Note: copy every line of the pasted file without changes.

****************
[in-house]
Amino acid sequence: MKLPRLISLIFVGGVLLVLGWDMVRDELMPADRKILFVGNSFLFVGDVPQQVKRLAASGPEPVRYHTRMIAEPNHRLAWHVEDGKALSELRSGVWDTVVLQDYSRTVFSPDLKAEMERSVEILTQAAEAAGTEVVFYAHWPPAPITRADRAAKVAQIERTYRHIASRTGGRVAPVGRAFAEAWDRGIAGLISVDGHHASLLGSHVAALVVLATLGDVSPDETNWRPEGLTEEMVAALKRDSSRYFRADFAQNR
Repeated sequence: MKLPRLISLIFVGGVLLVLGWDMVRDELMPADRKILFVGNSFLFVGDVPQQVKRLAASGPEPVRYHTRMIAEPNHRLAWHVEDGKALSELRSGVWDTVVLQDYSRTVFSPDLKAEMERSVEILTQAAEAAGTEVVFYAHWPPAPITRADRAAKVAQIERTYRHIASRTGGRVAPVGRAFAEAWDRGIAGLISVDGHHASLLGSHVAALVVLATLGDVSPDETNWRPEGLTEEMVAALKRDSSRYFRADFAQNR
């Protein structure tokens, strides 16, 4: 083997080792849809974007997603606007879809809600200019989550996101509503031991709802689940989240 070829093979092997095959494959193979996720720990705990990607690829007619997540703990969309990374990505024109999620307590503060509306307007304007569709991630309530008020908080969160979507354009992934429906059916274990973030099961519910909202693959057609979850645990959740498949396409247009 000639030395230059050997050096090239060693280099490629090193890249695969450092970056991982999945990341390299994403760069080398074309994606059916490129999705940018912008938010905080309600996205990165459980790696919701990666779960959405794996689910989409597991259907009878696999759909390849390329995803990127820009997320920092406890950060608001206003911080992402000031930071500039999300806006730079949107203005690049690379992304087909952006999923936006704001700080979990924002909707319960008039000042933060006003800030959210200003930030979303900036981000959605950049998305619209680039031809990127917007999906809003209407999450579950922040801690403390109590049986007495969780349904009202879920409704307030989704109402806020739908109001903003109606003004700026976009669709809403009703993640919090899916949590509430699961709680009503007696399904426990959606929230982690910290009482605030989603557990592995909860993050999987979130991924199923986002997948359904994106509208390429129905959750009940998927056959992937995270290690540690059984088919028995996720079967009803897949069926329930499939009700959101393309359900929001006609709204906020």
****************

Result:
[in-house]
Amino acid sequence: MKLPRLISLIFVGGVLLVLGWDMVRDELMPADRKILFVGNSFLFVGDVPQQVKRLAASGPEPVRYHTRMIAEPNHRLAWHVEDGKALSELRSGVWDTVVLQDYSRTVFSPDLKAEMERSVEILTQAAEAAGTEVVFYAHWPPAPITRADRAAKVAQIERTYRHIASRTGGRVAPVGRAFAEAWDRGIAGLISVDGHHASLLGSHVAALVVLATLGDVSPDETNWRPEGLTEEMVAALKRDSSRYFRADFAQNR
Repeated sequence: MKLPRLISLIFVGGVLLVLGWDMVRDELMPADRKILFVGNSFLFVGDVPQQVKRLAASGPEPVRYHTRMIAEPNHRLAWHVEDGKALSELRSGVWDTVVLQDYSRTVFSPDLKAEMERSVEILTQAAEAAGTEVVFYAHWPPAPITRADRAAKVAQIERTYRHIASRTGGRVAPVGRAFAEAWDRGIAGLISVDGHHASLLGSHVAALVVLATLGDVSPDETNWRPEGLTEEMVAALKRDSSRYFRADFAQNR
């Protein structure tokens, strides 16, 4: 083997080792849809974007997603606007879809809600200019989550996101509503031991709802689940989240 070829093979092997095959494959193979996720720990705990990607690829007619997540703990969309990374990505024109999620307590503060509306307007304007569709991630309530008020908080969160979507354009992934429906059916274990973030099961519910909202693959057609979850645990959740498949396409247009 000639030395230059050997050096090239060693280099490629090193890249695969450092970056991982999945990341390299994403760069080398074309994606059916490129999705940018912008938010905080309600996205990165459980790696919701990666779960959405794996689910989409597991259907009878696999759909390849390329995803990127820009997320920092406890950060608001206003911080992402000031930071500039999300806006730079949107203005690049690379992304087909952006999923936006704001700080979990924002909707319960008039000042933060006003800030959210200003930030979303900036981000959605950049998305619209680039031809990127917007999906809003209407999450579950922040801690403390109590049986007495969780349904009202879920409704307030989704109402806020739908109001903003109606003004700026976009669709809403009703993640919090899916949590509430699961709680009503007696399904426990959606929230982690910290009482605030989603557990592995909860993050999987979130991924199923986002997948359904994106509208390429129905959750009940998927056959992937995270290690540690059984088919028995996720079967009803897949069926329930499939009700959101393309359900929001006609709204906020």